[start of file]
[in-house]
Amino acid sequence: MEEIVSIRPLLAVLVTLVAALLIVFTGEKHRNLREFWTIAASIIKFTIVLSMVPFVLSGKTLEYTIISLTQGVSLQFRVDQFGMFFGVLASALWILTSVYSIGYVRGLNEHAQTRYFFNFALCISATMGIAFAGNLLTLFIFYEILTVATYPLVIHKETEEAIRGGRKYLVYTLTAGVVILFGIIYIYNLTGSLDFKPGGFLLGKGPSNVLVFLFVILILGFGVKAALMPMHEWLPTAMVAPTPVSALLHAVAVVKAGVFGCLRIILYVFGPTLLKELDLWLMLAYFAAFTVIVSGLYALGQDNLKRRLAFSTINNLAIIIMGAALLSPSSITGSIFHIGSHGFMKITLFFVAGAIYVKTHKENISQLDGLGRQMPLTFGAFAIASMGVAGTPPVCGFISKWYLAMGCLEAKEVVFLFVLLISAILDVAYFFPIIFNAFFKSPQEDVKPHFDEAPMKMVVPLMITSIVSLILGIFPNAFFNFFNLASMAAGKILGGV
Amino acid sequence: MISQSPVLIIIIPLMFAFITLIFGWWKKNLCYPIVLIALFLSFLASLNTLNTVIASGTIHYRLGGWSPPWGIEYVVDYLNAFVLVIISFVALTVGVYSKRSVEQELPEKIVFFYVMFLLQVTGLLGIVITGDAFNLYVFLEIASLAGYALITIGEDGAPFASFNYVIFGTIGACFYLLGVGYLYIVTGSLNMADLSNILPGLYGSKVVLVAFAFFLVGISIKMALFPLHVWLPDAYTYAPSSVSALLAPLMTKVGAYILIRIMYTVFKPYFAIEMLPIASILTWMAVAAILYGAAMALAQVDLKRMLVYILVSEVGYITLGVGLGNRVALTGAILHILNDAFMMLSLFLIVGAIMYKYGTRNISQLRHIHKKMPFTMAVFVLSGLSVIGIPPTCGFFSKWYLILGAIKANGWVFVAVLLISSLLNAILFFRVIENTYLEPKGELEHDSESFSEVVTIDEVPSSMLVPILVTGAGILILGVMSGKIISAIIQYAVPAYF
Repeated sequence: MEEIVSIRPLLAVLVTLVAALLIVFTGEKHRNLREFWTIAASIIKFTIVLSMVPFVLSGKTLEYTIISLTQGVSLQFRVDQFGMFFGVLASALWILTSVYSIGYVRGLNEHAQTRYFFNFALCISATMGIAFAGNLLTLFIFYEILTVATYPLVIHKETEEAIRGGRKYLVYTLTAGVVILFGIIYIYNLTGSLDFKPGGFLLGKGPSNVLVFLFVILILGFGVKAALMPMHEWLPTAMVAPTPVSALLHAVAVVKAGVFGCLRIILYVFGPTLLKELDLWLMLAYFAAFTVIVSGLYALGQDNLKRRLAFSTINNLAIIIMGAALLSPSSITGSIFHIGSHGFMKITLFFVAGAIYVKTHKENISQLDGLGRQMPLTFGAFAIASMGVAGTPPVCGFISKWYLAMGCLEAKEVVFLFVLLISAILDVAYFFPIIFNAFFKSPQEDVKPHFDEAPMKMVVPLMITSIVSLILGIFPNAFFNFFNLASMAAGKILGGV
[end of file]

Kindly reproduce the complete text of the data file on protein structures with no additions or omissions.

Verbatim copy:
[in-house]
Amino acid sequence: MEEIVSIRPLLAVLVTLVAALLIVFTGEKHRNLREFWTIAASIIKFTIVLSMVPFVLSGKTLEYTIISLTQGVSLQFRVDQFGMFFGVLASALWILTSVYSIGYVRGLNEHAQTRYFFNFALCISATMGIAFAGNLLTLFIFYEILTVATYPLVIHKETEEAIRGGRKYLVYTLTAGVVILFGIIYIYNLTGSLDFKPGGFLLGKGPSNVLVFLFVILILGFGVKAALMPMHEWLPTAMVAPTPVSALLHAVAVVKAGVFGCLRIILYVFGPTLLKELDLWLMLAYFAAFTVIVSGLYALGQDNLKRRLAFSTINNLAIIIMGAALLSPSSITGSIFHIGSHGFMKITLFFVAGAIYVKTHKENISQLDGLGRQMPLTFGAFAIASMGVAGTPPVCGFISKWYLAMGCLEAKEVVFLFVLLISAILDVAYFFPIIFNAFFKSPQEDVKPHFDEAPMKMVVPLMITSIVSLILGIFPNAFFNFFNLASMAAGKILGGV
Amino acid sequence: MISQSPVLIIIIPLMFAFITLIFGWWKKNLCYPIVLIALFLSFLASLNTLNTVIASGTIHYRLGGWSPPWGIEYVVDYLNAFVLVIISFVALTVGVYSKRSVEQELPEKIVFFYVMFLLQVTGLLGIVITGDAFNLYVFLEIASLAGYALITIGEDGAPFASFNYVIFGTIGACFYLLGVGYLYIVTGSLNMADLSNILPGLYGSKVVLVAFAFFLVGISIKMALFPLHVWLPDAYTYAPSSVSALLAPLMTKVGAYILIRIMYTVFKPYFAIEMLPIASILTWMAVAAILYGAAMALAQVDLKRMLVYILVSEVGYITLGVGLGNRVALTGAILHILNDAFMMLSLFLIVGAIMYKYGTRNISQLRHIHKKMPFTMAVFVLSGLSVIGIPPTCGFFSKWYLILGAIKANGWVFVAVLLISSLLNAILFFRVIENTYLEPKGELEHDSESFSEVVTIDEVPSSMLVPILVTGAGILILGVMSGKIISAIIQYAVPAYF
Repeated sequence: MEEIVSIRPLLAVLVTLVAALLIVFTGEKHRNLREFWTIAASIIKFTIVLSMVPFVLSGKTLEYTIISLTQGVSLQFRVDQFGMFFGVLASALWILTSVYSIGYVRGLNEHAQTRYFFNFALCISATMGIAFAGNLLTLFIFYEILTVATYPLVIHKETEEAIRGGRKYLVYTLTAGVVILFGIIYIYNLTGSLDFKPGGFLLGKGPSNVLVFLFVILILGFGVKAALMPMHEWLPTAMVAPTPVSALLHAVAVVKAGVFGCLRIILYVFGPTLLKELDLWLMLAYFAAFTVIVSGLYALGQDNLKRRLAFSTINNLAIIIMGAALLSPSSITGSIFHIGSHGFMKITLFFVAGAIYVKTHKENISQLDGLGRQMPLTFGAFAIASMGVAGTPPVCGFISKWYLAMGCLEAKEVVFLFVLLISAILDVAYFFPIIFNAFFKSPQEDVKPHFDEAPMKMVVPLMITSIVSLILGIFPNAFFNFFNLASMAAGKILGGV